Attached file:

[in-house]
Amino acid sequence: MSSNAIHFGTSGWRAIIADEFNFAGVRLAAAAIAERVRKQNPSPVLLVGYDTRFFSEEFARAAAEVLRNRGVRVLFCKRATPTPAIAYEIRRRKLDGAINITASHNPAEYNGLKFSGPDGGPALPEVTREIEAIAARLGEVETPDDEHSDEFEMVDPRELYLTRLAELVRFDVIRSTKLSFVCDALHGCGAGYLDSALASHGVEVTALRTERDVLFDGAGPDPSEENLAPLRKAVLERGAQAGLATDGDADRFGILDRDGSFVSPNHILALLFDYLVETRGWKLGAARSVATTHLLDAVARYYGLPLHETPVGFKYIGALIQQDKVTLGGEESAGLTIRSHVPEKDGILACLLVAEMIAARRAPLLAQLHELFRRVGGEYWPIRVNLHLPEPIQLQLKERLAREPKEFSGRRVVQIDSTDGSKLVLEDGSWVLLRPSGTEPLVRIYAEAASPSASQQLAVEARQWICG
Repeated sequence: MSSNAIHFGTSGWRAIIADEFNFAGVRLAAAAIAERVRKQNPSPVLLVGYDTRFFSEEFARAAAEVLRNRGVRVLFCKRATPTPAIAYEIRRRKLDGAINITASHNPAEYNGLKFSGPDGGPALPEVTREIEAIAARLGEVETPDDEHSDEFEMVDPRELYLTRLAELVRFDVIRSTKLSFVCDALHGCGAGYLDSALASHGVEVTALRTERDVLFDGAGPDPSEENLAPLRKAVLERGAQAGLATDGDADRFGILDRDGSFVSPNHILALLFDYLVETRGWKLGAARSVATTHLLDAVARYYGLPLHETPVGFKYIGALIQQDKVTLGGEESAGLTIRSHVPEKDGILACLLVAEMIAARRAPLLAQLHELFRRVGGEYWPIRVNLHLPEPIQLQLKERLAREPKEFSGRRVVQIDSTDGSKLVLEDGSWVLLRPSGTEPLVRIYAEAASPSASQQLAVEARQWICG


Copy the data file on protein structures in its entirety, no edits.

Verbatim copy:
[in-house]
Amino acid sequence: MSSNAIHFGTSGWRAIIADEFNFAGVRLAAAAIAERVRKQNPSPVLLVGYDTRFFSEEFARAAAEVLRNRGVRVLFCKRATPTPAIAYEIRRRKLDGAINITASHNPAEYNGLKFSGPDGGPALPEVTREIEAIAARLGEVETPDDEHSDEFEMVDPRELYLTRLAELVRFDVIRSTKLSFVCDALHGCGAGYLDSALASHGVEVTALRTERDVLFDGAGPDPSEENLAPLRKAVLERGAQAGLATDGDADRFGILDRDGSFVSPNHILALLFDYLVETRGWKLGAARSVATTHLLDAVARYYGLPLHETPVGFKYIGALIQQDKVTLGGEESAGLTIRSHVPEKDGILACLLVAEMIAARRAPLLAQLHELFRRVGGEYWPIRVNLHLPEPIQLQLKERLAREPKEFSGRRVVQIDSTDGSKLVLEDGSWVLLRPSGTEPLVRIYAEAASPSASQQLAVEARQWICG
Repeated sequence: MSSNAIHFGTSGWRAIIADEFNFAGVRLAAAAIAERVRKQNPSPVLLVGYDTRFFSEEFARAAAEVLRNRGVRVLFCKRATPTPAIAYEIRRRKLDGAINITASHNPAEYNGLKFSGPDGGPALPEVTREIEAIAARLGEVETPDDEHSDEFEMVDPRELYLTRLAELVRFDVIRSTKLSFVCDALHGCGAGYLDSALASHGVEVTALRTERDVLFDGAGPDPSEENLAPLRKAVLERGAQAGLATDGDADRFGILDRDGSFVSPNHILALLFDYLVETRGWKLGAARSVATTHLLDAVARYYGLPLHETPVGFKYIGALIQQDKVTLGGEESAGLTIRSHVPEKDGILACLLVAEMIAARRAPLLAQLHELFRRVGGEYWPIRVNLHLPEPIQLQLKERLAREPKEFSGRRVVQIDSTDGSKLVLEDGSWVLLRPSGTEPLVRIYAEAASPSASQQLAVEARQWICG